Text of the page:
Charging Liens and Trump Cards: Specific Isolated Funds Not Required

“Each player must accept the cards life deals him or her: but once they are in hand, he or she alone must decide how to play the cards in order to win the game.”
– Voltaire

Where a creditor has a lien attached to proceeds of a particular transaction “in whose hands they may come,” does the charging lienor have to identify a specific, isolated fund to which its lien attaches? In In re Trump Entertainment Resorts, Inc., the United States Bankruptcy Court for the District of Delaware answered “no” (at least with respect to attorney’s charging liens in New Jersey). In so doing, the Bankruptcy Court also affirmed the common law rule that “first in time is first in right.”
Know When to Hold ‘Em
In early 2008, the debtors, a group of Trump Entertainment Resorts entities, hired a law firm to represent them in a series of tax appeals in the Tax Court of New Jersey. The law firm agreed to a reduced hourly rate, which would be credited against a contingency fee of 17.5% based on any tax savings from the appeals. The law firm eventually negotiated a settlement that reduced the tax assessments on the debtors’ casino properties, yielded an immediate tax refund of $35.5 million in cash, and produced $15 million in credits against future taxes due and owing for the Trump Taj Mahal casino.
When the debtors received the cash portion of their tax refund, they deposited it in their general bank account. The cash in the bank account was unrestricted, not segregated, and available to pay ordinary operating expenses. Shortly thereafter, the Tax Court, at the law firm’s request and with the consent of the debtors, entered an order granting the law firm a perfected statutory attorney’s charging lien for the protection of the law firm’s unpaid fee.
Know When to Fold ‘Em
The law firm subsequently agreed, at the debtors’ request, to accept payment in installments rather than in a lump sum. Further, after a series of amendments to the original fee agreement, the law firm agreed to accept $7,250,000 instead of the $8,837,500 due to it (17.5% of the $50.5 million total tax savings).
The debtors paid all but the last $1.25 million installment owed to the law firm. After the debtors defaulted on the final installment, the law firm sought to enforce its perfected attorney’s charging lien in the New Jersey Tax Court. The Tax Court issued a writ of execution directing the Sheriff of Atlantic County to satisfy the $1.25 million judgment by levying on the debtors’ bank account, which the sheriff thereafter served.
Know When to Walk Away
Shortly thereafter, the debtors commenced their chapter 11 cases. Postpetition, the law firm moved in Bankruptcy Court for an order fixing the value and priority of its claim and allowing that claim as secured in full pursuant to section 506(a) of the Bankruptcy Code.
And Know When to Run
The debtors opposed the motion, primarily on the ground that the cash from the refund was spent and not traceable, so the firm’s charging lien attached to nothing.
The bankruptcy court, however, rejected the debtors’ argument on the basis of the New Jersey Attorney’s Lien Statute, which provides that a lien for services attaches to the proceeds flowing from such services “in whose hands they may come.” New Jersey law interprets the attachment to proceeds “in whose hands they may come” as exempting the charging lienor from having to identify a specific, isolated fund. Consequently, the law firm had an attached and perfected lien over the debtors’ cash for the remaining fees it was owed.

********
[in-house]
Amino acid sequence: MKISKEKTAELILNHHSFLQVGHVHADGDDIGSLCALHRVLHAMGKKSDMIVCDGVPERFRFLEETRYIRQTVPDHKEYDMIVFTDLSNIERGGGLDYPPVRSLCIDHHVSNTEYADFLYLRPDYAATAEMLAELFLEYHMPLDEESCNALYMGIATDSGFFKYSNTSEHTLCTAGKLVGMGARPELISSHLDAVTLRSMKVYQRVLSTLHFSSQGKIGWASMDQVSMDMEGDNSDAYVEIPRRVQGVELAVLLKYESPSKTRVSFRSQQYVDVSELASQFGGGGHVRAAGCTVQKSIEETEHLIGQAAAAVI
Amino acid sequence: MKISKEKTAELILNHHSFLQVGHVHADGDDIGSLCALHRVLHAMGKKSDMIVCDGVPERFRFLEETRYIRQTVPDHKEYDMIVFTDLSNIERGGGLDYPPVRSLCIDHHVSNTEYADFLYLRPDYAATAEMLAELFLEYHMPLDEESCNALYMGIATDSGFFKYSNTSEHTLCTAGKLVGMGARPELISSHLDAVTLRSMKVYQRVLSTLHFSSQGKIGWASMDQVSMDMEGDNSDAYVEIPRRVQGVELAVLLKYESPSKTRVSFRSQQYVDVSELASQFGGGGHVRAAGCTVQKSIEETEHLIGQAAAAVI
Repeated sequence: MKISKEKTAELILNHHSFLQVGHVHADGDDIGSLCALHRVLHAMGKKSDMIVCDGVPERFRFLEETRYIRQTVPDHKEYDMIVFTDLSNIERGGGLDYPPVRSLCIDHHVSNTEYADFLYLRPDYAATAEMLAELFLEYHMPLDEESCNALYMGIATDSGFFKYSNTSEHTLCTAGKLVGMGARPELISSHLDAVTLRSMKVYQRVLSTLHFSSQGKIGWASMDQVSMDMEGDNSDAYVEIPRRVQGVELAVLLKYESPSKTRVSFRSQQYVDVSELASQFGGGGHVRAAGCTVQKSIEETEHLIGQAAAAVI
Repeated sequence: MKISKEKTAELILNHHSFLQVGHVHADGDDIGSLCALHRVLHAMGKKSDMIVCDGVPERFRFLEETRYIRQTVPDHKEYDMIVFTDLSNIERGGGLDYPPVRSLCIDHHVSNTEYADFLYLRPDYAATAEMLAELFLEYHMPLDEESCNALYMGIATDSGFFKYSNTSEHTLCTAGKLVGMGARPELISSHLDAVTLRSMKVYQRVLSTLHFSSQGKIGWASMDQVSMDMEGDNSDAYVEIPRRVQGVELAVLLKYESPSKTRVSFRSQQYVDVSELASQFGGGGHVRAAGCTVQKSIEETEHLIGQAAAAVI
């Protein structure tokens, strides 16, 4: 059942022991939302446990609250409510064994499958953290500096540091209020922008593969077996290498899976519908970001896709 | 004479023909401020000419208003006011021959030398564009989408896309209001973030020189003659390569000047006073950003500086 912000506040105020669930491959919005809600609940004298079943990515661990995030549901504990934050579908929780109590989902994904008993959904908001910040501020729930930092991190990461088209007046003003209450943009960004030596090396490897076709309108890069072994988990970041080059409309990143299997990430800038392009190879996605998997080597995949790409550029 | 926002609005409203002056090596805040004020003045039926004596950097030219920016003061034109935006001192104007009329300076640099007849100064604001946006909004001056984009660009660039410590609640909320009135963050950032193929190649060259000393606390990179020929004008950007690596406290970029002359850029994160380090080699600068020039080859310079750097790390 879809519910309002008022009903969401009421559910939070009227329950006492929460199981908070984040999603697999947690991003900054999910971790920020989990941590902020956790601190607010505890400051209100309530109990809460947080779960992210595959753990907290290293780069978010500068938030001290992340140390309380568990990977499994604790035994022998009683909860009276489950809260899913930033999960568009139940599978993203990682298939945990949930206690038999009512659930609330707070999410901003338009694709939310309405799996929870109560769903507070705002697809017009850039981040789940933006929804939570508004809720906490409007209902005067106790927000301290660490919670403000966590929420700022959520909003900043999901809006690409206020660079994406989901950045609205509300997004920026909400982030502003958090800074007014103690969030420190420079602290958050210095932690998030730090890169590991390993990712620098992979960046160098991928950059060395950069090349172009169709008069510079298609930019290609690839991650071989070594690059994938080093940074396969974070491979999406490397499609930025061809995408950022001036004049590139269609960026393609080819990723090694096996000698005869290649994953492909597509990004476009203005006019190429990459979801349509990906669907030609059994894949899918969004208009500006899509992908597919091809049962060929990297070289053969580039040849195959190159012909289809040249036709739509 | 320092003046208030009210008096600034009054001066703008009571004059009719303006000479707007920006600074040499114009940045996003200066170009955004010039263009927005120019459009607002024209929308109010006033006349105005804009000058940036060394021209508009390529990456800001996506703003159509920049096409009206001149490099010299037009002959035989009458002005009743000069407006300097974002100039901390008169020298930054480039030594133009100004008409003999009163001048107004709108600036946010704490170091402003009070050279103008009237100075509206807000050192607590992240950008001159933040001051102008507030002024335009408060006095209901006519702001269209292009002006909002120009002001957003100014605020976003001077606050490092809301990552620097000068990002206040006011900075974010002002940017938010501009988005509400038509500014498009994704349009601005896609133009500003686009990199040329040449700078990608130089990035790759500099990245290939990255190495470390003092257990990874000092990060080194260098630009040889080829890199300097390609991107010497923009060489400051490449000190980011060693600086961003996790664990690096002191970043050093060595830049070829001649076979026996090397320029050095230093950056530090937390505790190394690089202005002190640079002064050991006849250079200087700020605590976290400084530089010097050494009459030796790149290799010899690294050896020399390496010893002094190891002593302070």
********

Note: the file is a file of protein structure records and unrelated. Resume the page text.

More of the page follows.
Never Count Your Money When You’re Sittin’ at the Table
The law firm, however, had not quite hit the jackpot. Also objecting to the law firm’s motion was a group of Icahn-affiliated secured lenders. The Icahn entities held a perfected lien against the debtors’ assets. These lenders argued that their lien, which arose in 2007, took priority over the law firm’s lien. Even though the bankruptcy court found that the law firm’s lien “related back” to the commencement of the tax appeal in 2008, the lien still arose after the Icahn entities’ lien. The law firm nevertheless argued that its statutory charging lien “trumped” the Icahn entities’ lien (pun intended).
The opinion does not set forth the law firm’s reasoning for asserting a priming charging lien, and the bankruptcy court rejected the assertion out of hand, holding that an attorney’s lien does not take precedence over liens already encumbering the property. Therefore, because the New Jersey Attorney’s Lien Statute did not provide for any form of statutory priority over existing liens, the common law rule of “first in time is first in right” applied, and the law firm’s charging lien, although secured, fell behind the Icahn entities’ lien.
There’ll Be Time Enough for Countin’ When the Dealin’s Done
Aside from the Delaware Bankruptcy Courts’ excellent use of a “Trump” pun, its decision In re Trump Entertainment Resorts, Inc. is important because it clarifies and re-affirms several important concepts, at least under New Jersey law:

  • Where a lien is attached to proceeds “in whose hands they may come,” the charging lienor need not identify and monitor a specific, isolated fund.
  • The charging lien was inchoate and related back to the time the law firm began to provide services. Accordingly, if the Icahn entities had made their loans to the debtors after such time – even without any constructive notice of the possible charging lien – the result may have been different.
  • Absent statutory language to the contrary, the age-old maxim “first in time is first in right” still holds true.

This post was authored by Ben Farrow